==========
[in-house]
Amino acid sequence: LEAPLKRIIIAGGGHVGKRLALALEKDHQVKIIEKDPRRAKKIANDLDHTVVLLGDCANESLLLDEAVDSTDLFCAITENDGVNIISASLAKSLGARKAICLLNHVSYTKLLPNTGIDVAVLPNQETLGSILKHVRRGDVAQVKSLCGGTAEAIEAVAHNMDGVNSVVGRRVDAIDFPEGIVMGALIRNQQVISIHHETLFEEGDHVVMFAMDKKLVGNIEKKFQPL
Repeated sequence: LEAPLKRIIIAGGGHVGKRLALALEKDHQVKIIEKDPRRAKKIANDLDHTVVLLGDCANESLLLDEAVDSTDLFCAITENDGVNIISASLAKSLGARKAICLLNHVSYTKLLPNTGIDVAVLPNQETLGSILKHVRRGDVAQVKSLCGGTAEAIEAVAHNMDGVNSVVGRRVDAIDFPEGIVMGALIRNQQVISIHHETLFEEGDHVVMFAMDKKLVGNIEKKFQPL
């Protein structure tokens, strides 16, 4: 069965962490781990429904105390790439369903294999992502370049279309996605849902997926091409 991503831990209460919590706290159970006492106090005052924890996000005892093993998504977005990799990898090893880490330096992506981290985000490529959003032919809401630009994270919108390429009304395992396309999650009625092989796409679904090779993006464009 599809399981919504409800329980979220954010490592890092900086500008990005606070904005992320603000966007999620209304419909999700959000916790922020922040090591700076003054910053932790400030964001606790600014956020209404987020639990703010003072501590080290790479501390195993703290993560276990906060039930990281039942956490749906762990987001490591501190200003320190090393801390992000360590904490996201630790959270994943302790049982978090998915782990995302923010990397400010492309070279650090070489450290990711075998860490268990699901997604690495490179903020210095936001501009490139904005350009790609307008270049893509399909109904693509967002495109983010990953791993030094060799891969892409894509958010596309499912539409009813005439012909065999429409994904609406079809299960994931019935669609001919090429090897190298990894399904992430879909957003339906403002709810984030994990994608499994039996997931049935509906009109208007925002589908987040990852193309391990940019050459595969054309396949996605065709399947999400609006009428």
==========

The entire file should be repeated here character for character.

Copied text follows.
[in-house]
Amino acid sequence: LEAPLKRIIIAGGGHVGKRLALALEKDHQVKIIEKDPRRAKKIANDLDHTVVLLGDCANESLLLDEAVDSTDLFCAITENDGVNIISASLAKSLGARKAICLLNHVSYTKLLPNTGIDVAVLPNQETLGSILKHVRRGDVAQVKSLCGGTAEAIEAVAHNMDGVNSVVGRRVDAIDFPEGIVMGALIRNQQVISIHHETLFEEGDHVVMFAMDKKLVGNIEKKFQPL
Repeated sequence: LEAPLKRIIIAGGGHVGKRLALALEKDHQVKIIEKDPRRAKKIANDLDHTVVLLGDCANESLLLDEAVDSTDLFCAITENDGVNIISASLAKSLGARKAICLLNHVSYTKLLPNTGIDVAVLPNQETLGSILKHVRRGDVAQVKSLCGGTAEAIEAVAHNMDGVNSVVGRRVDAIDFPEGIVMGALIRNQQVISIHHETLFEEGDHVVMFAMDKKLVGNIEKKFQPL
């Protein structure tokens, strides 16, 4: 069965962490781990429904105390790439369903294999992502370049279309996605849902997926091409 991503831990209460919590706290159970006492106090005052924890996000005892093993998504977005990799990898090893880490330096992506981290985000490529959003032919809401630009994270919108390429009304395992396309999650009625092989796409679904090779993006464009 599809399981919504409800329980979220954010490592890092900086500008990005606070904005992320603000966007999620209304419909999700959000916790922020922040090591700076003054910053932790400030964001606790600014956020209404987020639990703010003072501590080290790479501390195993703290993560276990906060039930990281039942956490749906762990987001490591501190200003320190090393801390992000360590904490996201630790959270994943302790049982978090998915782990995302923010990397400010492309070279650090070489450290990711075998860490268990699901997604690495490179903020210095936001501009490139904005350009790609307008270049893509399909109904693509967002495109983010990953791993030094060799891969892409894509958010596309499912539409009813005439012909065999429409994904609406079809299960994931019935669609001919090429090897190298990894399904992430879909957003339906403002709810984030994990994608499994039996997931049935509906009109208007925002589908987040990852193309391990940019050459595969054309396949996605065709399947999400609006009428």